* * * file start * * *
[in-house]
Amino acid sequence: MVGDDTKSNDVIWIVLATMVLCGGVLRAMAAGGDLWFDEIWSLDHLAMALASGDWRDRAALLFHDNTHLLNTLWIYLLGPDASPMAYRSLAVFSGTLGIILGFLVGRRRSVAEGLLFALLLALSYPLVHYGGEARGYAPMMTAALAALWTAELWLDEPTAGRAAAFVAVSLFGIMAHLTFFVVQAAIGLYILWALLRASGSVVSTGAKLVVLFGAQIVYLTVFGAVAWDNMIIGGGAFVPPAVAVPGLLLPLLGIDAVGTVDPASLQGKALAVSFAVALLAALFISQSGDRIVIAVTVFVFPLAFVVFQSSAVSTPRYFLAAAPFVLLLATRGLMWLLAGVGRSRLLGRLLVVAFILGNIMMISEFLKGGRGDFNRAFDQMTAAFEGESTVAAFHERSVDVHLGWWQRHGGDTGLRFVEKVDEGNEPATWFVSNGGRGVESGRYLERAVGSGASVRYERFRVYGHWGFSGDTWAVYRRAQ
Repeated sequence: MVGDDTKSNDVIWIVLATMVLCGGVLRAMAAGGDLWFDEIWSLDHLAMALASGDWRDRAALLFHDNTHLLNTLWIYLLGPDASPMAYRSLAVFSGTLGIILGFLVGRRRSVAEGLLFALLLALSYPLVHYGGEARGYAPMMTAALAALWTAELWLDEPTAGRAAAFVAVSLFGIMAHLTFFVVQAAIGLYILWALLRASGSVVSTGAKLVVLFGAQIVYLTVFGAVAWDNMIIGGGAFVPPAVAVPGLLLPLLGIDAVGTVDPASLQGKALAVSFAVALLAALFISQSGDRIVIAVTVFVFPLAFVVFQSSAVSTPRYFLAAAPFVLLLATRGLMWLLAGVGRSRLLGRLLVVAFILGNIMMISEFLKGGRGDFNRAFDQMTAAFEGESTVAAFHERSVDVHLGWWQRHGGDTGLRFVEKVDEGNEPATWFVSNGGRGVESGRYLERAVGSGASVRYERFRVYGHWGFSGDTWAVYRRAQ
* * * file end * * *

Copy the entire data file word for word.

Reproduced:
[in-house]
Amino acid sequence: MVGDDTKSNDVIWIVLATMVLCGGVLRAMAAGGDLWFDEIWSLDHLAMALASGDWRDRAALLFHDNTHLLNTLWIYLLGPDASPMAYRSLAVFSGTLGIILGFLVGRRRSVAEGLLFALLLALSYPLVHYGGEARGYAPMMTAALAALWTAELWLDEPTAGRAAAFVAVSLFGIMAHLTFFVVQAAIGLYILWALLRASGSVVSTGAKLVVLFGAQIVYLTVFGAVAWDNMIIGGGAFVPPAVAVPGLLLPLLGIDAVGTVDPASLQGKALAVSFAVALLAALFISQSGDRIVIAVTVFVFPLAFVVFQSSAVSTPRYFLAAAPFVLLLATRGLMWLLAGVGRSRLLGRLLVVAFILGNIMMISEFLKGGRGDFNRAFDQMTAAFEGESTVAAFHERSVDVHLGWWQRHGGDTGLRFVEKVDEGNEPATWFVSNGGRGVESGRYLERAVGSGASVRYERFRVYGHWGFSGDTWAVYRRAQ
Repeated sequence: MVGDDTKSNDVIWIVLATMVLCGGVLRAMAAGGDLWFDEIWSLDHLAMALASGDWRDRAALLFHDNTHLLNTLWIYLLGPDASPMAYRSLAVFSGTLGIILGFLVGRRRSVAEGLLFALLLALSYPLVHYGGEARGYAPMMTAALAALWTAELWLDEPTAGRAAAFVAVSLFGIMAHLTFFVVQAAIGLYILWALLRASGSVVSTGAKLVVLFGAQIVYLTVFGAVAWDNMIIGGGAFVPPAVAVPGLLLPLLGIDAVGTVDPASLQGKALAVSFAVALLAALFISQSGDRIVIAVTVFVFPLAFVVFQSSAVSTPRYFLAAAPFVLLLATRGLMWLLAGVGRSRLLGRLLVVAFILGNIMMISEFLKGGRGDFNRAFDQMTAAFEGESTVAAFHERSVDVHLGWWQRHGGDTGLRFVEKVDEGNEPATWFVSNGGRGVESGRYLERAVGSGASVRYERFRVYGHWGFSGDTWAVYRRAQ